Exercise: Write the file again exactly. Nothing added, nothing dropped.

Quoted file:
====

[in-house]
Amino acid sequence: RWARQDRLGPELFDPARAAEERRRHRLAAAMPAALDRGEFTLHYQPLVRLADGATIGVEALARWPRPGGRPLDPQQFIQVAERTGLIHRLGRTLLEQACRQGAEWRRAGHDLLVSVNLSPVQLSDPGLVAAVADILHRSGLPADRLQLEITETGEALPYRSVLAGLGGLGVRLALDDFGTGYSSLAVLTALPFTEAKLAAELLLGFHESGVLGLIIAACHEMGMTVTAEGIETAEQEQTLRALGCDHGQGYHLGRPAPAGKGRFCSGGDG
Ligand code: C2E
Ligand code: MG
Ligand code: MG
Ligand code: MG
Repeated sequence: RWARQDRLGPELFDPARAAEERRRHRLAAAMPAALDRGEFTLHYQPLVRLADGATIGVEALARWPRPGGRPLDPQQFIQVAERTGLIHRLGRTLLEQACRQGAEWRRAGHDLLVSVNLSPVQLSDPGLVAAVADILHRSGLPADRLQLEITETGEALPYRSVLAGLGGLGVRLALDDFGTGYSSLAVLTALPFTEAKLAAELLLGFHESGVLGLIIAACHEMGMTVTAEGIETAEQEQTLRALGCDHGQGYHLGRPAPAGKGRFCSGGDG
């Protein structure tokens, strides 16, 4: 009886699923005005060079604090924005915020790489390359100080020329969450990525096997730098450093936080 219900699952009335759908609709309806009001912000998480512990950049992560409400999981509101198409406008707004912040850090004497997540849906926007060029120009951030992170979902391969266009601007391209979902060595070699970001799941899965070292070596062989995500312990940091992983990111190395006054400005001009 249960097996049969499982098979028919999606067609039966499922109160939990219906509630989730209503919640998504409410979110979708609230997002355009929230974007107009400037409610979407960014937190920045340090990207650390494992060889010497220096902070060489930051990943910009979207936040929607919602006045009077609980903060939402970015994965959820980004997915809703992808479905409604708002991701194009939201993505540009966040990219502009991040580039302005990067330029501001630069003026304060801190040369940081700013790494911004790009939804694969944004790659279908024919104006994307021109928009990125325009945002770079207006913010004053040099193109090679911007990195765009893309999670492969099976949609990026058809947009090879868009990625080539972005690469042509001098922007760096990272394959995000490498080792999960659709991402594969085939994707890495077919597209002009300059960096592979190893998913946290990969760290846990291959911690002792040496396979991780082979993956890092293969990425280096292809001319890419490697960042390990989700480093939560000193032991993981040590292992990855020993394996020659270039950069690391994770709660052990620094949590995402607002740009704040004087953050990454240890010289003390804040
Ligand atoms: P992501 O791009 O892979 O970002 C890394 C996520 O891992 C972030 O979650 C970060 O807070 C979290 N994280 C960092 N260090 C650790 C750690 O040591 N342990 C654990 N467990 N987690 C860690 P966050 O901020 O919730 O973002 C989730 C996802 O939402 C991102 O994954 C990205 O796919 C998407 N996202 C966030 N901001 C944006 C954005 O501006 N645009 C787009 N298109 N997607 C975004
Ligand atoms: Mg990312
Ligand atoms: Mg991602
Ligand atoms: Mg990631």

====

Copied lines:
[in-house]
Amino acid sequence: RWARQDRLGPELFDPARAAEERRRHRLAAAMPAALDRGEFTLHYQPLVRLADGATIGVEALARWPRPGGRPLDPQQFIQVAERTGLIHRLGRTLLEQACRQGAEWRRAGHDLLVSVNLSPVQLSDPGLVAAVADILHRSGLPADRLQLEITETGEALPYRSVLAGLGGLGVRLALDDFGTGYSSLAVLTALPFTEAKLAAELLLGFHESGVLGLIIAACHEMGMTVTAEGIETAEQEQTLRALGCDHGQGYHLGRPAPAGKGRFCSGGDG
Ligand code: C2E
Ligand code: MG
Ligand code: MG
Ligand code: MG
Repeated sequence: RWARQDRLGPELFDPARAAEERRRHRLAAAMPAALDRGEFTLHYQPLVRLADGATIGVEALARWPRPGGRPLDPQQFIQVAERTGLIHRLGRTLLEQACRQGAEWRRAGHDLLVSVNLSPVQLSDPGLVAAVADILHRSGLPADRLQLEITETGEALPYRSVLAGLGGLGVRLALDDFGTGYSSLAVLTALPFTEAKLAAELLLGFHESGVLGLIIAACHEMGMTVTAEGIETAEQEQTLRALGCDHGQGYHLGRPAPAGKGRFCSGGDG
């Protein structure tokens, strides 16, 4: 009886699923005005060079604090924005915020790489390359100080020329969450990525096997730098450093936080 219900699952009335759908609709309806009001912000998480512990950049992560409400999981509101198409406008707004912040850090004497997540849906926007060029120009951030992170979902391969266009601007391209979902060595070699970001799941899965070292070596062989995500312990940091992983990111190395006054400005001009 249960097996049969499982098979028919999606067609039966499922109160939990219906509630989730209503919640998504409410979110979708609230997002355009929230974007107009400037409610979407960014937190920045340090990207650390494992060889010497220096902070060489930051990943910009979207936040929607919602006045009077609980903060939402970015994965959820980004997915809703992808479905409604708002991701194009939201993505540009966040990219502009991040580039302005990067330029501001630069003026304060801190040369940081700013790494911004790009939804694969944004790659279908024919104006994307021109928009990125325009945002770079207006913010004053040099193109090679911007990195765009893309999670492969099976949609990026058809947009090879868009990625080539972005690469042509001098922007760096990272394959995000490498080792999960659709991402594969085939994707890495077919597209002009300059960096592979190893998913946290990969760290846990291959911690002792040496396979991780082979993956890092293969990425280096292809001319890419490697960042390990989700480093939560000193032991993981040590292992990855020993394996020659270039950069690391994770709660052990620094949590995402607002740009704040004087953050990454240890010289003390804040
Ligand atoms: P992501 O791009 O892979 O970002 C890394 C996520 O891992 C972030 O979650 C970060 O807070 C979290 N994280 C960092 N260090 C650790 C750690 O040591 N342990 C654990 N467990 N987690 C860690 P966050 O901020 O919730 O973002 C989730 C996802 O939402 C991102 O994954 C990205 O796919 C998407 N996202 C966030 N901001 C944006 C954005 O501006 N645009 C787009 N298109 N997607 C975004
Ligand atoms: Mg990312
Ligand atoms: Mg991602
Ligand atoms: Mg990631």